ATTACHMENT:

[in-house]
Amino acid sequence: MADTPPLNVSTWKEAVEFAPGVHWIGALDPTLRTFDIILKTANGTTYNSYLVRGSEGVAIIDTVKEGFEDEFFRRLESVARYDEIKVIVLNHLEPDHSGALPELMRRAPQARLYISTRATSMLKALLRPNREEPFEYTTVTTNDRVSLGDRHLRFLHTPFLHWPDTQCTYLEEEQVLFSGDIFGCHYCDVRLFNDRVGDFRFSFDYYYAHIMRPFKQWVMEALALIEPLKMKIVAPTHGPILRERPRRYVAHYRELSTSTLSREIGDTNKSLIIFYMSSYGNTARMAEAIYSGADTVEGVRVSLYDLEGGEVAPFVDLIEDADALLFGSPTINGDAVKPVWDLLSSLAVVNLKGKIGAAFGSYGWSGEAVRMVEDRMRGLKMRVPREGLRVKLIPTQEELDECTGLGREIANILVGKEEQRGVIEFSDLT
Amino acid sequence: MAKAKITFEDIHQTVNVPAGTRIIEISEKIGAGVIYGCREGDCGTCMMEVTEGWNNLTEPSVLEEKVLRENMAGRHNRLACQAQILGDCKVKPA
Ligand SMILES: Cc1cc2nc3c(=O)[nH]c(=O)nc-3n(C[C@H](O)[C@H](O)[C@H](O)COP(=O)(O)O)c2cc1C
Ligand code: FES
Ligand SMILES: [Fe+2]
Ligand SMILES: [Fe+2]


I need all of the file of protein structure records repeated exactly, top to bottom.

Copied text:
[in-house]
Amino acid sequence: MADTPPLNVSTWKEAVEFAPGVHWIGALDPTLRTFDIILKTANGTTYNSYLVRGSEGVAIIDTVKEGFEDEFFRRLESVARYDEIKVIVLNHLEPDHSGALPELMRRAPQARLYISTRATSMLKALLRPNREEPFEYTTVTTNDRVSLGDRHLRFLHTPFLHWPDTQCTYLEEEQVLFSGDIFGCHYCDVRLFNDRVGDFRFSFDYYYAHIMRPFKQWVMEALALIEPLKMKIVAPTHGPILRERPRRYVAHYRELSTSTLSREIGDTNKSLIIFYMSSYGNTARMAEAIYSGADTVEGVRVSLYDLEGGEVAPFVDLIEDADALLFGSPTINGDAVKPVWDLLSSLAVVNLKGKIGAAFGSYGWSGEAVRMVEDRMRGLKMRVPREGLRVKLIPTQEELDECTGLGREIANILVGKEEQRGVIEFSDLT
Amino acid sequence: MAKAKITFEDIHQTVNVPAGTRIIEISEKIGAGVIYGCREGDCGTCMMEVTEGWNNLTEPSVLEEKVLRENMAGRHNRLACQAQILGDCKVKPA
Ligand SMILES: Cc1cc2nc3c(=O)[nH]c(=O)nc-3n(C[C@H](O)[C@H](O)[C@H](O)COP(=O)(O)O)c2cc1C
Ligand code: FES
Ligand SMILES: [Fe+2]
Ligand SMILES: [Fe+2]